From Lord Denning, who gave the first of this series of lectures in 1949, to Jeremy Waldron in 2011, those who had previously been asked to deliver these three annual lectures have without exception been lawyers distinguished by their practice, their academic study or both.
For the 2012 series, the Trustees asked me. I started life as a lawyer, but I earned my living at the Bar for just two years before I was diverted into the preoccupation of the rest of my adult life, politics.
Whilst some, maybe many, political careers lightly brush our legal system if there is any contact with it at all, mine has followed a different course. I’ve been fascinated by the interaction of the work of our courts with the processes of government and the body politic. Over a significant part of my ministerial career I was responsible for an extensive legislative programme, including the Human Rights Act 1998, which has become a new foundation of what passes as the constitution of the United Kingdom.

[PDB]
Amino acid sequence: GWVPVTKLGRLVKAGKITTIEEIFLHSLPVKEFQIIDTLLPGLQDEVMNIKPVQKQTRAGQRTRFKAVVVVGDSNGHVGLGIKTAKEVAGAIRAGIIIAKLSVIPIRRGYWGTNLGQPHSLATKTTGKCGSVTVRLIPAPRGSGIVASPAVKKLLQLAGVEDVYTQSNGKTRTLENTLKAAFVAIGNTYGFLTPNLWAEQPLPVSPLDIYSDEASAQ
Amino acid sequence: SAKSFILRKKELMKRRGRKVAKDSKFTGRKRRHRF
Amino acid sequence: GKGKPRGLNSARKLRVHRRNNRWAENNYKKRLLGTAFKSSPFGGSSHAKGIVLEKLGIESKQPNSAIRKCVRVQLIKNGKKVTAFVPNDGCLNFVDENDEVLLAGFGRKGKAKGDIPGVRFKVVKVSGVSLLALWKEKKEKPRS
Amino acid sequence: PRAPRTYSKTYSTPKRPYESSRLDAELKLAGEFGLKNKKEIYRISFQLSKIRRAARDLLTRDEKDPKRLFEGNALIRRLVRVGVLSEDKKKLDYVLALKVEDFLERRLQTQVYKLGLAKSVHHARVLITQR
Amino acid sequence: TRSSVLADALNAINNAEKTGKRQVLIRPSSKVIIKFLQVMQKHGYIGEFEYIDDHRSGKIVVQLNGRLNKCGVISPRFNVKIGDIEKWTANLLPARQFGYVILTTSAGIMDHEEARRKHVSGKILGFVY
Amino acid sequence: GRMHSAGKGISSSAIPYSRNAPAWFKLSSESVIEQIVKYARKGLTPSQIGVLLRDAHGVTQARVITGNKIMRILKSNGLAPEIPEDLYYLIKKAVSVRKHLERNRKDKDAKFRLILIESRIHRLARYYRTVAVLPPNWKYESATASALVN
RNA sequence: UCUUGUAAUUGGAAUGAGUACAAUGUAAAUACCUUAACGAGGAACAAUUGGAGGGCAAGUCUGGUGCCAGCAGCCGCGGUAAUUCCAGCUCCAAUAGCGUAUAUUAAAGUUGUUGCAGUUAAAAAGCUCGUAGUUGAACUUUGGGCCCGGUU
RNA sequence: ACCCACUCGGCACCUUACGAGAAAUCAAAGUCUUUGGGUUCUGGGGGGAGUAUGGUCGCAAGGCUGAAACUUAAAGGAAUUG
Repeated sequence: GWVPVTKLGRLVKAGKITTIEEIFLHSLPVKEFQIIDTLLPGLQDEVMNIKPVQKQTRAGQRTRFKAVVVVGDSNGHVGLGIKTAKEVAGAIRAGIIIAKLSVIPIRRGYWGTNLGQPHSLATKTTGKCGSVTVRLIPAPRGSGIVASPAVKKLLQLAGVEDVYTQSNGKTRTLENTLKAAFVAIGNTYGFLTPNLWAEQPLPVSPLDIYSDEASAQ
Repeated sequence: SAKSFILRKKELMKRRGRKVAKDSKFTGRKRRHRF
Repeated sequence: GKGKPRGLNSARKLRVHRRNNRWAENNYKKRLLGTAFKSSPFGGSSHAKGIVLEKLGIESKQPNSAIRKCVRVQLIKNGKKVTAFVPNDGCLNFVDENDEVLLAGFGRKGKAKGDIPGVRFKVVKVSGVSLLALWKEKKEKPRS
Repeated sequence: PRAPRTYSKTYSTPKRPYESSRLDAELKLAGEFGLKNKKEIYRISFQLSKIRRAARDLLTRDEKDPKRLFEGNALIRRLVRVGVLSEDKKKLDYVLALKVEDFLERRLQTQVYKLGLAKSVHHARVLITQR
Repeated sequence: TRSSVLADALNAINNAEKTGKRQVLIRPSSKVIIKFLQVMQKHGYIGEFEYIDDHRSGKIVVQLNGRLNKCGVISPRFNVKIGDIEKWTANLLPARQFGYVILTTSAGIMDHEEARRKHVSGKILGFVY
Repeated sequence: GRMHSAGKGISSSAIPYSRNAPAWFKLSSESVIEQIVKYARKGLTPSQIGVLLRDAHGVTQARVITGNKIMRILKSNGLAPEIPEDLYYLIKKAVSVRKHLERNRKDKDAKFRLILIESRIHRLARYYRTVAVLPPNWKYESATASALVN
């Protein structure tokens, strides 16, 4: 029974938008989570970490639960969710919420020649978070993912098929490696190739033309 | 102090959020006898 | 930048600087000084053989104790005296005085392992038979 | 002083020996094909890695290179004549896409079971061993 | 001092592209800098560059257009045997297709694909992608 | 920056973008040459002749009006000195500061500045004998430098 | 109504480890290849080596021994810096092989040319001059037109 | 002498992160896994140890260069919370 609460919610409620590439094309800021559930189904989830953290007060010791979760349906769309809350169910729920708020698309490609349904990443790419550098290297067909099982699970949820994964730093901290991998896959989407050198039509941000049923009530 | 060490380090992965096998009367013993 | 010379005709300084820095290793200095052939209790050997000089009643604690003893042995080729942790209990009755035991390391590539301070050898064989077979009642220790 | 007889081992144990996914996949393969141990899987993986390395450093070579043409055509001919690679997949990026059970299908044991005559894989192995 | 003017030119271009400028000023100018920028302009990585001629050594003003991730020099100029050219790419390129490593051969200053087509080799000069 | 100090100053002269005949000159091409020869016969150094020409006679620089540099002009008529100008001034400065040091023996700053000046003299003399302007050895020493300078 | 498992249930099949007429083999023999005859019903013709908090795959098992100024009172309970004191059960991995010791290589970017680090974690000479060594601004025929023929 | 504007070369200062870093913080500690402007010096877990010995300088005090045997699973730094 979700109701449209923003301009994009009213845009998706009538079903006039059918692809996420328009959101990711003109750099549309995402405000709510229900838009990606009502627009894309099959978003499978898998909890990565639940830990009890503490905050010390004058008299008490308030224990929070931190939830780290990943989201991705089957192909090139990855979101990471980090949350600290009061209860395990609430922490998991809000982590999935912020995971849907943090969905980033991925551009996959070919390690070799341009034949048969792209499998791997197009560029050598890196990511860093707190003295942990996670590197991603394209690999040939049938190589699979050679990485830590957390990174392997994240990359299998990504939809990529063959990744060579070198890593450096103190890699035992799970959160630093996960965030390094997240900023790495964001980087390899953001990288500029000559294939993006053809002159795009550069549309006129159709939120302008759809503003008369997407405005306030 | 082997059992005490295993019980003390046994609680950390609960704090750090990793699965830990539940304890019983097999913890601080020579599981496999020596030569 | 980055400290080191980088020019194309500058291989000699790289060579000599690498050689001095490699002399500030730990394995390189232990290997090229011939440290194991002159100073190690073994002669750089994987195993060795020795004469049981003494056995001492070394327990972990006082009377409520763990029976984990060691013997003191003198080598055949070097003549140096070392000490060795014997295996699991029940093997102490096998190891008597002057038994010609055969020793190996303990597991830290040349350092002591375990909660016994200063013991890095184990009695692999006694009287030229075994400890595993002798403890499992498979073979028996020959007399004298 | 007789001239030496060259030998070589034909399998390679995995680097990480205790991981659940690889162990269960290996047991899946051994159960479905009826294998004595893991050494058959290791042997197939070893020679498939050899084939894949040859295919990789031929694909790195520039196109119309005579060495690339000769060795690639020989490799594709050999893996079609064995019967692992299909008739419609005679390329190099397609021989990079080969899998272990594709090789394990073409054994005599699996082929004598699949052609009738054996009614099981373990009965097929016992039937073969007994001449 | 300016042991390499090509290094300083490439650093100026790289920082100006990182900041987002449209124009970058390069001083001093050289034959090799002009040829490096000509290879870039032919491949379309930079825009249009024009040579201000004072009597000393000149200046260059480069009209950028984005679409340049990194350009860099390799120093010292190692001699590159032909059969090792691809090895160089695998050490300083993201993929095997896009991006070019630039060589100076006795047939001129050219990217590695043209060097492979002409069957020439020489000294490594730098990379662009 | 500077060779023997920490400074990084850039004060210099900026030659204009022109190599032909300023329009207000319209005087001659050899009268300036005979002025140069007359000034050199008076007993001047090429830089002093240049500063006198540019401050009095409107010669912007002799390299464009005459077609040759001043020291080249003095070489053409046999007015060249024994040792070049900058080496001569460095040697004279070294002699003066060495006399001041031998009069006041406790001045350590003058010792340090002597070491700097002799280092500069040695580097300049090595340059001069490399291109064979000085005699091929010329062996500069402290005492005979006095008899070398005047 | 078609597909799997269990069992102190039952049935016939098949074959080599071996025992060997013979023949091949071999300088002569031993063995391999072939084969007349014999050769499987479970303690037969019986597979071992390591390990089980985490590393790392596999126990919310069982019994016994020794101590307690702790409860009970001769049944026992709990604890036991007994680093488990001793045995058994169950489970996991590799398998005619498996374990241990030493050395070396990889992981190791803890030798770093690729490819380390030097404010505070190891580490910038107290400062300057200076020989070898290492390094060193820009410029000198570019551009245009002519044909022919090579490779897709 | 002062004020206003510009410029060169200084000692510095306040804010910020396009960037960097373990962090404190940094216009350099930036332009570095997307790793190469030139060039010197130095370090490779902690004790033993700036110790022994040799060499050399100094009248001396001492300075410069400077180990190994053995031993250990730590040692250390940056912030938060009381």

The final ministerial post I held, from 2007 to 2010, was as Lord Chancellor – the first in modern times to sit in the House of Commons. No longer is the Lord Chancellor head of the judiciary – that role properly falls to the Lord Chief Justice. But the Lord Chancellor is responsible (indeed he or she has a statutory duty in this regard) for upholding the independence of the judiciary. The job gave me an interesting insight at the intersection of the three branches of modern democratic government – executive, judicial and legislative.